Logo   History of Newport, Rhode Island
Newport is at the southern tip of an island which the Native Americans called Aquidneck, and which the colonial settlers dubbed Rhode Island.


Just as Providence was settled by Roger Williams, a dissident from Salem MA, so Newport was founded by one William Coddington, who decided to strike out on his own from Providence in 1639.

The new town soon became famous for shipbuilding, and as soon as the ships were built in sufficient numbers, for trade.

The famous "triangle trade" from Newport to ports in the West Indies and Africa would later bring great wealth to the town from the buying and selling of slaves, rum, molasses, and other goods.

Because Providence and Newport were founded by dissidents, they became places of refuge for others wishing to worship as they pleased: Quakers from England, Jews from Portugal and Spain, and Baptists all came to Newport in the mid-1600s to find religious freedom. They brought talent and a gift for hard work, and the settlement prospered so that it became the colony's most important town, and one of the New World's busiest ports.

The many beautiful colonial homes, the handsome Old Colony House (center of government), Touro Synagogue, and other landmarks attest to the wealth and prosperity of Newport at the time.

During the American Revolution the British occupied the town and its excellent harbor, and held it for three years. A British frigate, HMS Rose, did much to hinder the transport of supplies to the Americans, and spurred them to found the United States Navy in retaliation.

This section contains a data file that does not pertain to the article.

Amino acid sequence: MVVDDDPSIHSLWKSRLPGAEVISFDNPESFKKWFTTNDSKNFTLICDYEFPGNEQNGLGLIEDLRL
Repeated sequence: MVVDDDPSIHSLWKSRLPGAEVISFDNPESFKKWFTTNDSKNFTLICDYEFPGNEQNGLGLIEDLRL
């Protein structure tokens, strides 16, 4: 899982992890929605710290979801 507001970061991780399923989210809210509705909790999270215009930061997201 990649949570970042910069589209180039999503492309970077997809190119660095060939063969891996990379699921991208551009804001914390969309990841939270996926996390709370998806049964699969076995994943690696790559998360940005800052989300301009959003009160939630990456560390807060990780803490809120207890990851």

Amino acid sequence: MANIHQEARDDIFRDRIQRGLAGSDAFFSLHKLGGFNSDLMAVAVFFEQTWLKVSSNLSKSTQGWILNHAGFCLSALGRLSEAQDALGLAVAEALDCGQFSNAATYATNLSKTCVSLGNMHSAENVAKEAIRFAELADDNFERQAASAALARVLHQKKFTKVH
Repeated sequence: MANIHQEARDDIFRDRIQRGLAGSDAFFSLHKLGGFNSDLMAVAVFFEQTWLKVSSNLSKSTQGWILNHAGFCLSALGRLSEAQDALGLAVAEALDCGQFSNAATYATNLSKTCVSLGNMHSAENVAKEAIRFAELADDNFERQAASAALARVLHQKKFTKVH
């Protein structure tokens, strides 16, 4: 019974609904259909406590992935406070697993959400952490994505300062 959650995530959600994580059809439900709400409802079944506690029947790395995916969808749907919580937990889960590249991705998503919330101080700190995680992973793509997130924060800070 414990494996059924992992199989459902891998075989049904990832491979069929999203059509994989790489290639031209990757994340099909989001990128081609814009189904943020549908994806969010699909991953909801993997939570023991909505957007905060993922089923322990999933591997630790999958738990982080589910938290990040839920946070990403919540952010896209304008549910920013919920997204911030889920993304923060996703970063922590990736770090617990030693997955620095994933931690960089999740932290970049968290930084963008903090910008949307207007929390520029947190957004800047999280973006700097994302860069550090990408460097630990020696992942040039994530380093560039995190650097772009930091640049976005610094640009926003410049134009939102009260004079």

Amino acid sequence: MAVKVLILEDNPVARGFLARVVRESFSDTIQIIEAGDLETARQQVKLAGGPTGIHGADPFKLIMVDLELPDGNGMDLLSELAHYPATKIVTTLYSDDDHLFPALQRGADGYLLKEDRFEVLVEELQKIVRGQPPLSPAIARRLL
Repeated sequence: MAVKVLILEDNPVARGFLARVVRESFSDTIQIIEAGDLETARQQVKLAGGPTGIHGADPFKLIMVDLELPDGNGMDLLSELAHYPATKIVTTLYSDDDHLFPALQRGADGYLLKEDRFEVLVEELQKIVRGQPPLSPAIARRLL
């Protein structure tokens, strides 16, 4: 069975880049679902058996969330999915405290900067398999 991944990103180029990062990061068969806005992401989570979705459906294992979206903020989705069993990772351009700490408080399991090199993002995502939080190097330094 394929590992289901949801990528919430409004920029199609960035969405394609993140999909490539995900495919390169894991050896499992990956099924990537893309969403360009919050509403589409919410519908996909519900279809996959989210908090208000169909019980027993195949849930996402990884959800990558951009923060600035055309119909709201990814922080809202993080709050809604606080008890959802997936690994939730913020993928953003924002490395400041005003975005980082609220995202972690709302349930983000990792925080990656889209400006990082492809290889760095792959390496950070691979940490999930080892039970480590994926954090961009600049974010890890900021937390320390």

Despite a French naval blockade and an American siege, the British held onto Newport until 1779, and after this interruption in its social and economic life, Newport never regained its status as the prime trade center in the State of Rhode Island and Providence Plantations.

Several decades later, however, it achieved prominence in another fashion. Drawn by the beautiful woods and dramatic coastline, wealthy merchants from New York and Philadelphia began to come to Newport to spend their summers. In the early-1800s the first of Newport's famous mansions, Kingscote, was built, and others followed until Newport's Bellevue Avenue and Ocean Drive could boast the highest concentration of summer palaces—and they are palaces—anywhere in the world. More...

What to See & Do in Newport

Hotels, Inns & B&Bs

Newport Transportation

Newport Events & Festivals

About Newport

Tourist Information

South County RI

  Paris Girls Secret Society, the new novel by Tom Brosnahan


Bowen's Wharf, Newport RI

Newport from Bowen's Wharf.

FTP on Facebook    
Pinterest    Twitter